A friend posted a question on Face Book: “What do you think? Should pastors, out of concern for the poor, preach against the immorality and poverty-creating policy of Obamacare?”
I felt compelled to respond. The question of if and when to preach politics from the pulpit is not new. Preachers of all political stripes have wrestled with this question for centuries, and all of us must eventually come to terms with how the Gospel impacts our politics and vice-versa. To this end, I responded to my friend as follows:
The challenge with preaching politics from the pulpit is that, often times, the left and the right are each driven by Biblical principles weighted differently. For example, the immigration debate cannot escape the tension between the rule of law and the dignity of all people created in the image of God. The welfare (Obama care?) debate exemplifies the tension between Christ-like mercy toward the truly needy and our responsibility to work if we want to eat (and take responsibility for our lives and families).
It is instructive that European Christians often lean to the political left, while American Evangelicals often lean to the political right. This suggests to me that perhaps the latter are more shaped by right-wing political philosophy, while the former are more shaped by left-wing political philosophy, as each emphasizes the commensurate Biblical principles that support their political context. I believe this tension is a good thing, and actually drives us back to Jesus, the Peacemaker, who is telling a story that cannot be fully expressed or contained in left-wing or right-wing political theory or practice. This is why I preach Jesus, embrace the tensions, and let the unified diversity of the Church reveal the glory of God in Christ who is Lord over all.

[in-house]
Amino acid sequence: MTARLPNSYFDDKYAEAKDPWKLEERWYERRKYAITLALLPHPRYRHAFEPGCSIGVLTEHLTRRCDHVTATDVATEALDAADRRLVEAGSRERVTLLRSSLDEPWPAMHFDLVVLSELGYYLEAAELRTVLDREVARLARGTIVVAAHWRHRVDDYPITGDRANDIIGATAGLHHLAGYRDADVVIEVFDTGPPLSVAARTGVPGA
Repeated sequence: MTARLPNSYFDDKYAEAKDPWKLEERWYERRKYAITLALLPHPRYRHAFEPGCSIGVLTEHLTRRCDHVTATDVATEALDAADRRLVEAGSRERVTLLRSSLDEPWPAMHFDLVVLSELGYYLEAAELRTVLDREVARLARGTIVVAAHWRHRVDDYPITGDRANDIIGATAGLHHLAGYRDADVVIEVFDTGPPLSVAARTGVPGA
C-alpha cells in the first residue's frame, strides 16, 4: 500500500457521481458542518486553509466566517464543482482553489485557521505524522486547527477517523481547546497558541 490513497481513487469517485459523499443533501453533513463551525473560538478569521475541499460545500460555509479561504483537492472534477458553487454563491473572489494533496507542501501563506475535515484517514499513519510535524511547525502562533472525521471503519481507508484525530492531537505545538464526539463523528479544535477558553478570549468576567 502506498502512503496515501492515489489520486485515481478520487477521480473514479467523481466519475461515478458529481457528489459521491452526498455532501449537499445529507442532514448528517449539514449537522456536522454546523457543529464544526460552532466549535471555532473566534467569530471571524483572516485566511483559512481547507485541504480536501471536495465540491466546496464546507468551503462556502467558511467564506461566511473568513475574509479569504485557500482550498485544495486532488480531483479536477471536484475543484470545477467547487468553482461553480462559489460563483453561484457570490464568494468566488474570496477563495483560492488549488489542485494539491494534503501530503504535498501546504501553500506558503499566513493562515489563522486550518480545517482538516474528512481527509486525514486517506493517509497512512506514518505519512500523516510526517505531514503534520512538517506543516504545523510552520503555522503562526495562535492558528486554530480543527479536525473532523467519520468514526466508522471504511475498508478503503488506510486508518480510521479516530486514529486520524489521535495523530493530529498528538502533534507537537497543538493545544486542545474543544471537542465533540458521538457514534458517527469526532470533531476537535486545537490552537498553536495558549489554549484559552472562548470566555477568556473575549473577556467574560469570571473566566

This is not a cop-out. On the contrary, this approach will keep us from the idolatry of whatever political context we boast in. Moreover, by pressing into the genuine tension between the Biblical principles driving our disparate political views, we are forced to hear one another more clearly, which will compel us to love each other more fully. Through this process, God will reveal our biases, make us aware of ALL that concerns Him, and compel us to find true unity, not only with those who agree with our politics, but with all who share our common life in Jesus Christ, who will one day abolish all political parties to rule as our risen King!